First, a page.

housewives and casually throwing the offal in the streets. The general reaction he helped arouse did not overlook them, however. The Chinese, unlike the housewives, were in no position to fight back in the California of the Eighties.
CELEBRATIONS OF OVERLAND MAIL SERVICE developments of a century ago have called forth a tremendous amount of
information on the subject. As in any other field of history, not all that is printed and spoken in this regard is correct. A most popular error is that the San Antonio to San Diego mail line of James Birch was the
first overland mail service because it was opened the year before the
Butterfield route’s inauguration. This is based on the premise that the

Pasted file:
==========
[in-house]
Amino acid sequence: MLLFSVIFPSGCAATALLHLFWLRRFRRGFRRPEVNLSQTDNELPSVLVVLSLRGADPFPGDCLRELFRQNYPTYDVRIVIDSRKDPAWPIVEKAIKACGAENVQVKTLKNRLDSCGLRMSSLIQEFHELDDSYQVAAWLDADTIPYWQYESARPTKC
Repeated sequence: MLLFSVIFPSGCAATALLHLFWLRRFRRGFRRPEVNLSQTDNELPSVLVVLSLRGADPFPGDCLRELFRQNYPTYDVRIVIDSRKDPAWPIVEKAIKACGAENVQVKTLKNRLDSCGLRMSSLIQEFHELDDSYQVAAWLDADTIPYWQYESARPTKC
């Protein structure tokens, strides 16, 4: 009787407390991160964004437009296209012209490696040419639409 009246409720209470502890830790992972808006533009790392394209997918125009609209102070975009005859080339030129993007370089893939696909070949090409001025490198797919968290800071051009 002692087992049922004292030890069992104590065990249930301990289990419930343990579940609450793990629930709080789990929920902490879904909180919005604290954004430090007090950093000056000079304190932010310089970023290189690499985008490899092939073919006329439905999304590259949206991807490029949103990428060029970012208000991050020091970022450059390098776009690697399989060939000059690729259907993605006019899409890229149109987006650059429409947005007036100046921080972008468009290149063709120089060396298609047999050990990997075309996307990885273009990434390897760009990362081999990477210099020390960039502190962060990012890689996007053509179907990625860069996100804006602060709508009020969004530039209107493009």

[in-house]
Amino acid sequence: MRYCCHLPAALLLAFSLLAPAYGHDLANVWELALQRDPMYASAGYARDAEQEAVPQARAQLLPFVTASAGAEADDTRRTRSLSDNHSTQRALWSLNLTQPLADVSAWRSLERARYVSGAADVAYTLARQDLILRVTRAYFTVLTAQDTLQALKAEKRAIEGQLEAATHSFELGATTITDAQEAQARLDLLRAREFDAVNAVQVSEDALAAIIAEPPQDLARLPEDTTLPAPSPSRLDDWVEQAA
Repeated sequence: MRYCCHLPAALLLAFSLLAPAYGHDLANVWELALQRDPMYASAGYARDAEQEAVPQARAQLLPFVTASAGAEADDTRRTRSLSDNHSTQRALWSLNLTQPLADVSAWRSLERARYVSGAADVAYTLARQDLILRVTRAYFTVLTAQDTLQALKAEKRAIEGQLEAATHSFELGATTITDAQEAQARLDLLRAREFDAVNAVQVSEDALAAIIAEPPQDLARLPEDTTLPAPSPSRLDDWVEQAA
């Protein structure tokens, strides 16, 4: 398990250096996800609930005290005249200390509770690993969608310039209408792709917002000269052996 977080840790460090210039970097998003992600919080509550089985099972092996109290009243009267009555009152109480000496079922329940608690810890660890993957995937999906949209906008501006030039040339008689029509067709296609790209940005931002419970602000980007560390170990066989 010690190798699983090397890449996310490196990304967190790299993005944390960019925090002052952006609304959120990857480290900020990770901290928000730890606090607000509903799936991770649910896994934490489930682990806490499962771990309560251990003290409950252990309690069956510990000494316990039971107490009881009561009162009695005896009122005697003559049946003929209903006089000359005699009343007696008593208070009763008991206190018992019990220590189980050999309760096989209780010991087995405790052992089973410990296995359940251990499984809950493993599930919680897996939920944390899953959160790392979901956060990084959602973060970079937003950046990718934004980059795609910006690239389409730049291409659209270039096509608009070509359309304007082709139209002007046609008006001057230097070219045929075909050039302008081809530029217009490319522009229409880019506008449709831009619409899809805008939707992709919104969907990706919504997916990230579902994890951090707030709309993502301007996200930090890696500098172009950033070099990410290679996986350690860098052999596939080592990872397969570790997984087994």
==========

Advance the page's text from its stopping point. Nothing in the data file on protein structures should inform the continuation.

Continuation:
Butterfield line was thought to be important because it was believed
to have been first, which is not the case in any sense.
Actually the Birch, or “Jackass” Mail was not even the earliest transcontinental service to San Diego, let alone the whole state of California. The San Diego Herald for November 5, 1854, contained the following item:
ARRIVAL OF THE SALT LAKE MAIL DIRECT TO SAN DIEGO NEWS FROM DESERET.
The Salt Lake Mail arrived here on Saturday, the 29th ult., after we had gone to press. The mail for the Pacific will hereafter come direct to San Diego instead of the tedious and difficult route via Sacramento as heretofore. This is the nearest point on the Pacific, and besides it can be traveled at all seasons of the year.